Hair cortisol and stressful life events retrospective assessment in crack cocaine users (2012)

Am J Drug Alcohol Abuse. 2012 Nov;38(6):535-8. doi: 10.3109/00952990.2012.694538. Epub 2012 Jul 3.

Grassi-Oliveira R1, Pezzi JC, Daruy-Filho L, Viola TW, Francke ID, Leite CE, Brietzke E.



Some evidence suggests that altered hypothalamic-pituitary-adrenal (HPA) axis functioning in cocaine users might play a role in the pathophysiology of substance abuse. This study aimed to investigate the relationship between exposure to negative life events and cortisol hair concentrations in crack cocaine users during the 3 months prior to admission to a detoxification program.


A total of 23 treatment-seeking, crack cocaine-dependent women were selected for this study 1 week after admission to an inpatient treatment at a locked treatment facility. The Paykel Life Events Scale measured the occurrence of stressful life events 3 months before admission. Hair cortisol concentration was measured during these three previous months.


The partial correlations, using severity of dependence as control variable, revealed that there is a positive association between hair cortisol concentration and the number of negative life events exposure 90 days (r = .56; p = .007) and 30 days (r = .42; p = .048) prior to admission at the hospital. One-way ANOVA suggests that hair cortisol levels and stress load significantly increase over 3 months prior to hospitalization.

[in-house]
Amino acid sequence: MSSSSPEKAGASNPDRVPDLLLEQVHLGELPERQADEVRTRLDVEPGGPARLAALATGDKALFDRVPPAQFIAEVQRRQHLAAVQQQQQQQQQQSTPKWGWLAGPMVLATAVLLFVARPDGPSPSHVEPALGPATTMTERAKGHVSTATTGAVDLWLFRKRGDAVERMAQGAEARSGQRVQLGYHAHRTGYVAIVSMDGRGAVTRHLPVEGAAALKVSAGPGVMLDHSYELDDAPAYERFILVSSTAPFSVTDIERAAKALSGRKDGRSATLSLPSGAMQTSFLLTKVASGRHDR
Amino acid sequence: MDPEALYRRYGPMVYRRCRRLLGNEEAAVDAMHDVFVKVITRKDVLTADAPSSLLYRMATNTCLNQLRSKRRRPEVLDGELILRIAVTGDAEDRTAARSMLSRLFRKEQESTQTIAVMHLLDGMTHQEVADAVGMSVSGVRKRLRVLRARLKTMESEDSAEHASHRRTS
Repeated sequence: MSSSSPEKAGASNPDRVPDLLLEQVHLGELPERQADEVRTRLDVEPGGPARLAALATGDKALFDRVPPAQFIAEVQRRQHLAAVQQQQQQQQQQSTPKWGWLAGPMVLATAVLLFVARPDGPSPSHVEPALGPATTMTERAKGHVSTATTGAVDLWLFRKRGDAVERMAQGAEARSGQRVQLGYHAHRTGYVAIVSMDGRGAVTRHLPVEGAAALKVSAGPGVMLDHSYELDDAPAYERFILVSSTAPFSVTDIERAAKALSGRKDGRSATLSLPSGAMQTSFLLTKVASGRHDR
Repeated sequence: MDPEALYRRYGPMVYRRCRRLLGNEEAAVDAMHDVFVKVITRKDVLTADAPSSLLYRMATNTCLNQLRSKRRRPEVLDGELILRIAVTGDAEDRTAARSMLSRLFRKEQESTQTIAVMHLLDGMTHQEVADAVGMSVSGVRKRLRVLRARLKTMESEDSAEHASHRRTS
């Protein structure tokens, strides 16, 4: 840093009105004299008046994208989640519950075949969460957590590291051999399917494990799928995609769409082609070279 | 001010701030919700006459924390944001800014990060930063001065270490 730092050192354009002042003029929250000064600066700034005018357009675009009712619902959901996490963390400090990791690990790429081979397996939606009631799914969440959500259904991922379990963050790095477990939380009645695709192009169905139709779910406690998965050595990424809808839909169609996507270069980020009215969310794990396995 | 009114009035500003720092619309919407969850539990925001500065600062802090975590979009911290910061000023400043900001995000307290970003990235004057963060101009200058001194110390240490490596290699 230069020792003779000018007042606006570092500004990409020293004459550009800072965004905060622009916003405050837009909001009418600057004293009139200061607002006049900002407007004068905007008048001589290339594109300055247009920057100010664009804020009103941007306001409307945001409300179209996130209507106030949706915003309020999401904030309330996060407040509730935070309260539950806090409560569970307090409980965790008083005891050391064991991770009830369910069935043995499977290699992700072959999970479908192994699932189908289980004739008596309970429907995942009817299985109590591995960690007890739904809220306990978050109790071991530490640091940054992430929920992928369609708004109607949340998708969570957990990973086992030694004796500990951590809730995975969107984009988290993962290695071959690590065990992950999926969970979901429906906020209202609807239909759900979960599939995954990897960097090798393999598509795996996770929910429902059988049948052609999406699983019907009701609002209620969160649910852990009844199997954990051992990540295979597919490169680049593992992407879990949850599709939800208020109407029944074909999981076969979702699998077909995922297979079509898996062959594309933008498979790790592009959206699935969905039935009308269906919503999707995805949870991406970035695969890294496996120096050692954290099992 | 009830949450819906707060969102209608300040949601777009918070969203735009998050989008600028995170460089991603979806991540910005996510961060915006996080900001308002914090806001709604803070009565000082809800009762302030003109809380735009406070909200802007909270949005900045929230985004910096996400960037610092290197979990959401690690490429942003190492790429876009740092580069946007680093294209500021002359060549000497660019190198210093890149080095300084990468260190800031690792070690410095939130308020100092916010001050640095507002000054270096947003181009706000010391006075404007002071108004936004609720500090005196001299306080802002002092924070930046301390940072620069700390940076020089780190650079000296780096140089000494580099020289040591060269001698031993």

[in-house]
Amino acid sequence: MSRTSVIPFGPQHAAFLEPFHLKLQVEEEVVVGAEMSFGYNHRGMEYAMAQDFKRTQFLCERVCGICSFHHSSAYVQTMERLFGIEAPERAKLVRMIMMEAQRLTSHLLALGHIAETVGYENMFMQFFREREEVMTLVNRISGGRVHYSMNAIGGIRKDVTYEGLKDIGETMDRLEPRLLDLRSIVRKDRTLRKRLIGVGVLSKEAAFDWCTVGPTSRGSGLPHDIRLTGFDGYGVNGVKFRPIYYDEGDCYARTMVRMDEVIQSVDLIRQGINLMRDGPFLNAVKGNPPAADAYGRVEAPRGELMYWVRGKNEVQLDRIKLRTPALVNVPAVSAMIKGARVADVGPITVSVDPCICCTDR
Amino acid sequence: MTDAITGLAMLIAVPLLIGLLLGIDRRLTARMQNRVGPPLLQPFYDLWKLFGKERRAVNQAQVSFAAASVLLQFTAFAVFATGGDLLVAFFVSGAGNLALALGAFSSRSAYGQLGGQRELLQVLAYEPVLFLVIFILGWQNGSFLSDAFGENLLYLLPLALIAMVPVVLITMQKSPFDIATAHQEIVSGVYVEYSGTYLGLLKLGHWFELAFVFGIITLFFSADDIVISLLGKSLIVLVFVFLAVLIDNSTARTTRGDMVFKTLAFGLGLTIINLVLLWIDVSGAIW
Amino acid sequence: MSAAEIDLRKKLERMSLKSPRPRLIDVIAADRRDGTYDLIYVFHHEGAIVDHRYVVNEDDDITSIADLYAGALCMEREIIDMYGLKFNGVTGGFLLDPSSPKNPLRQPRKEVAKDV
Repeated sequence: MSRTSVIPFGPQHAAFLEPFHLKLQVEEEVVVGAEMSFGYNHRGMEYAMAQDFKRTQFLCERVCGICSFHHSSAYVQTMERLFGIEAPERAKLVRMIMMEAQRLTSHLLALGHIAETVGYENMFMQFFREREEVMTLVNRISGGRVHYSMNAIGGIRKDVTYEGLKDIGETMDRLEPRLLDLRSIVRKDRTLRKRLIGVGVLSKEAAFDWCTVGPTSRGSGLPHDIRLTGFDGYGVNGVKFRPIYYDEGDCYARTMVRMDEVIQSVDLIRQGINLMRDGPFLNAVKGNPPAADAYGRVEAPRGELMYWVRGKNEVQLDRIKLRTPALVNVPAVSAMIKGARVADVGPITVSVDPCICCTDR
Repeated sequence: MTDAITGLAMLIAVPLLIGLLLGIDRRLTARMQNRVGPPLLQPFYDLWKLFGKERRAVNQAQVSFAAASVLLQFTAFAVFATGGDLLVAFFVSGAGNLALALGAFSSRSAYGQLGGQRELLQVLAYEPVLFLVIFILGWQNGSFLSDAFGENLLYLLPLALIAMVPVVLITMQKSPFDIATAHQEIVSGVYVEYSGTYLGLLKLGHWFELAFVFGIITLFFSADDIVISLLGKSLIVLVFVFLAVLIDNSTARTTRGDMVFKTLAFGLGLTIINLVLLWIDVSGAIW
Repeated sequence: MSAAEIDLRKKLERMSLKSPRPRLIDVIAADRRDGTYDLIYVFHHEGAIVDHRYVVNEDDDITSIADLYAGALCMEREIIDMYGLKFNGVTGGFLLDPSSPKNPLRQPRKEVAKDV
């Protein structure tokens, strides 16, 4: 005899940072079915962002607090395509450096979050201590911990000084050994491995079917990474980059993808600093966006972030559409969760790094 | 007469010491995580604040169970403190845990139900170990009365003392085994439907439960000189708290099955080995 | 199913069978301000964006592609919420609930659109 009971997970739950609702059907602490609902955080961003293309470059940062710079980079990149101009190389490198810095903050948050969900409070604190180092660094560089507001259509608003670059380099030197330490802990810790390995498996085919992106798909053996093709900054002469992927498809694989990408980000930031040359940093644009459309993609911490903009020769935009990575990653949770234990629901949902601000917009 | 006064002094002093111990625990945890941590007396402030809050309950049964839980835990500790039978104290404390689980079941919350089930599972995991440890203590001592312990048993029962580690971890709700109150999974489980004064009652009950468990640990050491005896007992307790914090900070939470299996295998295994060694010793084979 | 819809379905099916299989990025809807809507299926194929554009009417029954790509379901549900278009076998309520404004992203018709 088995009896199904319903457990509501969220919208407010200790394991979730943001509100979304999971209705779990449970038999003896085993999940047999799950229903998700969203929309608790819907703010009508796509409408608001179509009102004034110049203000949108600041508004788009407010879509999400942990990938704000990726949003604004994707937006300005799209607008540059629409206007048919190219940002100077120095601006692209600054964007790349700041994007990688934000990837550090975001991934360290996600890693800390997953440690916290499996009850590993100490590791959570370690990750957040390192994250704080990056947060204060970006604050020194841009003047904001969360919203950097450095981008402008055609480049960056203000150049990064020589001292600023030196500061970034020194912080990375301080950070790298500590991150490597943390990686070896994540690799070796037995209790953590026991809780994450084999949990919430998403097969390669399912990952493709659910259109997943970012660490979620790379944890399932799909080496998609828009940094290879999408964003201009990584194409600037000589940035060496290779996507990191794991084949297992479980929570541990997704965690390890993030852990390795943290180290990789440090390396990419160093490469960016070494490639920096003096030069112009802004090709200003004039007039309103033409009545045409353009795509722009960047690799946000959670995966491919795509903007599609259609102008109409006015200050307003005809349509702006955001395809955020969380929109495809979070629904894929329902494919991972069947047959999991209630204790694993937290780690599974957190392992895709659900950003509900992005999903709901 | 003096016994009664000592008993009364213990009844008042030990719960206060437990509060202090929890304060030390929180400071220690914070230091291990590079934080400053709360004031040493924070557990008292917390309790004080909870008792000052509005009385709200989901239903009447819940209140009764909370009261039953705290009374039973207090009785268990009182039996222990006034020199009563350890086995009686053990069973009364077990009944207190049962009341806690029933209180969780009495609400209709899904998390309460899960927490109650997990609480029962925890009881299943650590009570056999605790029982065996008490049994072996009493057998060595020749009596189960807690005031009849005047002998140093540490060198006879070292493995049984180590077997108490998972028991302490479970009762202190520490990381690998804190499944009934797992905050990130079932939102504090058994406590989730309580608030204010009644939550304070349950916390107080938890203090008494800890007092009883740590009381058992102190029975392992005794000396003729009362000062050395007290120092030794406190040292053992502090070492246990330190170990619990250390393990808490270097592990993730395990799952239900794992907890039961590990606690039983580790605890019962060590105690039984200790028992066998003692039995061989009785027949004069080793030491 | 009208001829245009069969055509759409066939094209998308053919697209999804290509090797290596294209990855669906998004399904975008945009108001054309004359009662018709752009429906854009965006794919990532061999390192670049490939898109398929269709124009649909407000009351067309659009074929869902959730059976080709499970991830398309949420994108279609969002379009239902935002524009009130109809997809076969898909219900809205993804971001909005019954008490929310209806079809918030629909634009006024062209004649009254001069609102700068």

The results of this study indicate that there is a positive association between measures of long-term cumulative cortisol secretion and the number of stressful events reported by women receiving inpatient treatment for crack cocaine dependence. Therefore, this study suggests that stress load can be objectively quantified and noninvasively assessed.


This study is the first to investigate HPA axis functioning using hair cortisol concentrations among crack cocaine-dependent users. It is a promising strategy to assess stress load in substance abusers.